Chronic pain is my daily reminder of the challenge and the grace of learning to live with what I cannot change. It first surfaced as a severe case of tendonitis in one of my ankles that lasted for several months. I had never known such pain before, and I ignored it at first, keeping up my normal routines of physical activity. Before long I could barely walk. Then I was forced to rest my ankle, and inactivity starkly revealed what I had always suspected—that exercise was how I managed to keep depression at bay. Despair washed over me in waves.
When my ankle finally began to improve, the pain migrated to my lower back. Although I could now walk, sitting for any length of time was agony, as was lying down. Months went by with no relief, then a year, and then another. I learned how exhausting chronic pain can be, and how hard it is to talk about. Everyone wanted me to feel better, and I felt like I was letting them down. My physical therapist mother kept saying, “Your back shouldn’t hurt,” as if that settled the matter. I could still function in my daily life, and over time, those around me assumed that I had healed. I vacillated between avoiding the subject and wishing that people cared more.
In those years, I consulted with all manner of specialists and underwent multiple tests, with no conclusive diagnosis. I saw several chiropractors, each offering relief that never lasted more than a few hours. In desperation, I signed up for ten Rolfing sessions, a treatment known equally for its discomfort and its expense. During my last visit, the Rolfer told me that there wasn’t anything wrong with my back. “Your brain is caught in a pain loop,” he said with authority. “The only thing you can do is to keep telling yourself that there’s nothing wrong. Eventually your brain will get the message.” For a while I believed him and tried to retrain my brain, but it didn’t work. In fact, nothing “worked” in that I live with chronic back pain to this day.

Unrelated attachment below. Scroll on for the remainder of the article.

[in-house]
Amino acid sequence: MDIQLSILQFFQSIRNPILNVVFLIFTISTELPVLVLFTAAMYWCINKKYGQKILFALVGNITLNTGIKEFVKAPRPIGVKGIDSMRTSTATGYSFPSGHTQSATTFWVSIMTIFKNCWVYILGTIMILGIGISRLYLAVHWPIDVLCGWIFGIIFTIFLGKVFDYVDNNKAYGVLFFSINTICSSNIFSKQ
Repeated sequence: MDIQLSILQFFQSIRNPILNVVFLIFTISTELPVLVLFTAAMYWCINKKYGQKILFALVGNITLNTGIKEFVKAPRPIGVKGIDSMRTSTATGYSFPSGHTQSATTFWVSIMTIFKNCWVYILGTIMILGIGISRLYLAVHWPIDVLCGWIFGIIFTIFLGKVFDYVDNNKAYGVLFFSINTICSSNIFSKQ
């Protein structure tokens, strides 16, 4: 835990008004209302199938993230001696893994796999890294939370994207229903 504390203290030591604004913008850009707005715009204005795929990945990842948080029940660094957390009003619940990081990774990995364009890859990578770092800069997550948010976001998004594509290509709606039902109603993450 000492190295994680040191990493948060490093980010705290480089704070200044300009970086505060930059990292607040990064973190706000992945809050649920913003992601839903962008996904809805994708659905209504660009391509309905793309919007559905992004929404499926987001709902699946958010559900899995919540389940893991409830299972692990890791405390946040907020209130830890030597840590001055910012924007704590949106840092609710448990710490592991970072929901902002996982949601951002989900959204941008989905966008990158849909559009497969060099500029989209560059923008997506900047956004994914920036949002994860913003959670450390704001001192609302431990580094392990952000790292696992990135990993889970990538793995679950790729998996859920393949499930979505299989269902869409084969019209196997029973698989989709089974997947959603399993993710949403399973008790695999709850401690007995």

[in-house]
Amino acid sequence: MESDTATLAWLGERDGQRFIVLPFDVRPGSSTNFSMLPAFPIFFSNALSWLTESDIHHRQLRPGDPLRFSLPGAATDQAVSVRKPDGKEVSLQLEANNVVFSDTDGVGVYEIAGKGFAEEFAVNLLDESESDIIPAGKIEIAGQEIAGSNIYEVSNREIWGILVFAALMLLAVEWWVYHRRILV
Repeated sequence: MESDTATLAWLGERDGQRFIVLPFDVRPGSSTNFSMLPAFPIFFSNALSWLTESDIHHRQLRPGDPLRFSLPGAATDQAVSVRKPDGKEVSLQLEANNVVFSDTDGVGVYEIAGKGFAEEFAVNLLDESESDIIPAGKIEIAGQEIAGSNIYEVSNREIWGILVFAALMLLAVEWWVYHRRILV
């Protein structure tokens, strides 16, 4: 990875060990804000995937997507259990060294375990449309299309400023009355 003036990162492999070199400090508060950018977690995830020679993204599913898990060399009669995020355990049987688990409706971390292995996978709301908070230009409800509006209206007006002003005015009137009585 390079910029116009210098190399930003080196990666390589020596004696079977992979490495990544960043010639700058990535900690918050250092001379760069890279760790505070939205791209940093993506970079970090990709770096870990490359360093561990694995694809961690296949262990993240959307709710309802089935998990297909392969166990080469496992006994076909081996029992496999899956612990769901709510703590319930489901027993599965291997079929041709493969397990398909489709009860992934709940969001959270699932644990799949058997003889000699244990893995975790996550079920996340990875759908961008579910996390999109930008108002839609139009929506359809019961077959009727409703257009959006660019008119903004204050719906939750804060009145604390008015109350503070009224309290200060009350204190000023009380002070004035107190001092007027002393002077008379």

In time, I found partial relief through a combination of exercise, periodic chiropractic treatment, posture improvement, and meditation. But first I had to accept the fact that the pain wasn’t going away. I found another chiropractor who took my suffering seriously, and I saw him weekly for about six months. He showed me an X-ray displaying the curvature of my spine and the slight jutting out of my chin, perhaps caused by some injury I can’t remember.
At our last session, he took another X-ray. After studying it carefully, he turned to me. “We’ve done as much as we can to correct it,” he said. My heart sank. “So it’s never going to improve?” I asked. “Probably not,” he said. “But this may be one of those conditions that paradoxically promotes health.” Then he added something that has become a mantra for my life: “If you tend to the weakness of your back, and surround it with strength, you will live a long and healthy life.”
His words have proven true. Every morning I wake up with an aching back; every morning I take the necessary time to stretch my muscles until the pain abates. At the end of the day, I stretch again so that I can sleep through the night. I’ve learned that if I want to live without constant discomfort, these exercises aren’t optional, and over the years they have had the auxiliary effect of keeping my body flexible and relatively fit. If the pain becomes too distracting, as it sometimes does, there are a few other remedies to draw upon, but I’ve long since given up the notion that I will ever be without it. Acceptance is liberating, in that I no longer fight with my body, which allows my brain to focus on other things. Perhaps that was what the Rolfer was trying to tell me. Living with pain also has given me empathy for others who suffer from chronic illness and all the other circumstances we would never choose for ourselves but must learn to accept.
Many people endure pain far greater than mine, without relief and without meaning to be gained from it, and in no way do I mean to minimize their suffering. At the same time, there is a mystery embedded in pain that all major faith traditions point to, and those who have experienced it testify to its transformative power. They do not judge others who do not share their experience, but they want us to know that it’s possible to find meaning in adversity, even the circumstances we would have given anything to avoid.
Excerpted from HOW WE LEARN TO BE BRAVE by arrangement with Avery Books, a member of Penguin Group (USA) LLC, A Penguin Random House Company. Copyright © 2023, Mariann Edgar Budde.